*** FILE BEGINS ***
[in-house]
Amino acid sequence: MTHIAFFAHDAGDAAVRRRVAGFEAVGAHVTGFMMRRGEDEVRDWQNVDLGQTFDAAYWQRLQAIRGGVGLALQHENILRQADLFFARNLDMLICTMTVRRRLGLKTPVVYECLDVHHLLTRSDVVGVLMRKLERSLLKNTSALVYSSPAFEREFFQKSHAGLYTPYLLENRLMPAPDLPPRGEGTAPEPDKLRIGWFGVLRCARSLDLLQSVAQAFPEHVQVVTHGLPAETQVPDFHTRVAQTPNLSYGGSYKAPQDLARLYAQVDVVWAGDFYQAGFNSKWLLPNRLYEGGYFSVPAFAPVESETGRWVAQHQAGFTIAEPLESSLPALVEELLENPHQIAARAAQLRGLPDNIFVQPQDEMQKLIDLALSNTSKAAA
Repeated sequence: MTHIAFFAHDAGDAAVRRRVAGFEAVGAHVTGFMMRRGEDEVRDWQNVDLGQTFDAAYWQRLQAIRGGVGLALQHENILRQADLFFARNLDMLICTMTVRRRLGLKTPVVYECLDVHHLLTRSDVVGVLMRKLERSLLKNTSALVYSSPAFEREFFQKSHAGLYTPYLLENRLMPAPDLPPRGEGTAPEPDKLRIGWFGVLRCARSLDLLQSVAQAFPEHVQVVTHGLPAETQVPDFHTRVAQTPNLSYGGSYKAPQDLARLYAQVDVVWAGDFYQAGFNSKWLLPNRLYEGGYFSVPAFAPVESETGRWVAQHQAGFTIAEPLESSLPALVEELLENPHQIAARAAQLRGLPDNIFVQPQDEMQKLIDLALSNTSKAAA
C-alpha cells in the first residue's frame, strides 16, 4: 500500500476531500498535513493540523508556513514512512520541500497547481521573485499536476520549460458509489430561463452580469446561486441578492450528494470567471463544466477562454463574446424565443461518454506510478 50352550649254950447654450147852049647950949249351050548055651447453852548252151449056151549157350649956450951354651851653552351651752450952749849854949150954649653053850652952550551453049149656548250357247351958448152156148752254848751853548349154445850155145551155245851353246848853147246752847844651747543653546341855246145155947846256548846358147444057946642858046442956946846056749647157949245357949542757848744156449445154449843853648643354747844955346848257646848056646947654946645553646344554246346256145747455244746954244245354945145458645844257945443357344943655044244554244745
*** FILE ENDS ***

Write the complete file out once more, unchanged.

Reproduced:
[in-house]
Amino acid sequence: MTHIAFFAHDAGDAAVRRRVAGFEAVGAHVTGFMMRRGEDEVRDWQNVDLGQTFDAAYWQRLQAIRGGVGLALQHENILRQADLFFARNLDMLICTMTVRRRLGLKTPVVYECLDVHHLLTRSDVVGVLMRKLERSLLKNTSALVYSSPAFEREFFQKSHAGLYTPYLLENRLMPAPDLPPRGEGTAPEPDKLRIGWFGVLRCARSLDLLQSVAQAFPEHVQVVTHGLPAETQVPDFHTRVAQTPNLSYGGSYKAPQDLARLYAQVDVVWAGDFYQAGFNSKWLLPNRLYEGGYFSVPAFAPVESETGRWVAQHQAGFTIAEPLESSLPALVEELLENPHQIAARAAQLRGLPDNIFVQPQDEMQKLIDLALSNTSKAAA
Repeated sequence: MTHIAFFAHDAGDAAVRRRVAGFEAVGAHVTGFMMRRGEDEVRDWQNVDLGQTFDAAYWQRLQAIRGGVGLALQHENILRQADLFFARNLDMLICTMTVRRRLGLKTPVVYECLDVHHLLTRSDVVGVLMRKLERSLLKNTSALVYSSPAFEREFFQKSHAGLYTPYLLENRLMPAPDLPPRGEGTAPEPDKLRIGWFGVLRCARSLDLLQSVAQAFPEHVQVVTHGLPAETQVPDFHTRVAQTPNLSYGGSYKAPQDLARLYAQVDVVWAGDFYQAGFNSKWLLPNRLYEGGYFSVPAFAPVESETGRWVAQHQAGFTIAEPLESSLPALVEELLENPHQIAARAAQLRGLPDNIFVQPQDEMQKLIDLALSNTSKAAA
C-alpha cells in the first residue's frame, strides 16, 4: 500500500476531500498535513493540523508556513514512512520541500497547481521573485499536476520549460458509489430561463452580469446561486441578492450528494470567471463544466477562454463574446424565443461518454506510478 50352550649254950447654450147852049647950949249351050548055651447453852548252151449056151549157350649956450951354651851653552351651752450952749849854949150954649653053850652952550551453049149656548250357247351958448152156148752254848751853548349154445850155145551155245851353246848853147246752847844651747543653546341855246145155947846256548846358147444057946642858046442956946846056749647157949245357949542757848744156449445154449843853648643354747844955346848257646848056646947654946645553646344554246346256145747455244746954244245354945145458645844257945443357344943655044244554244745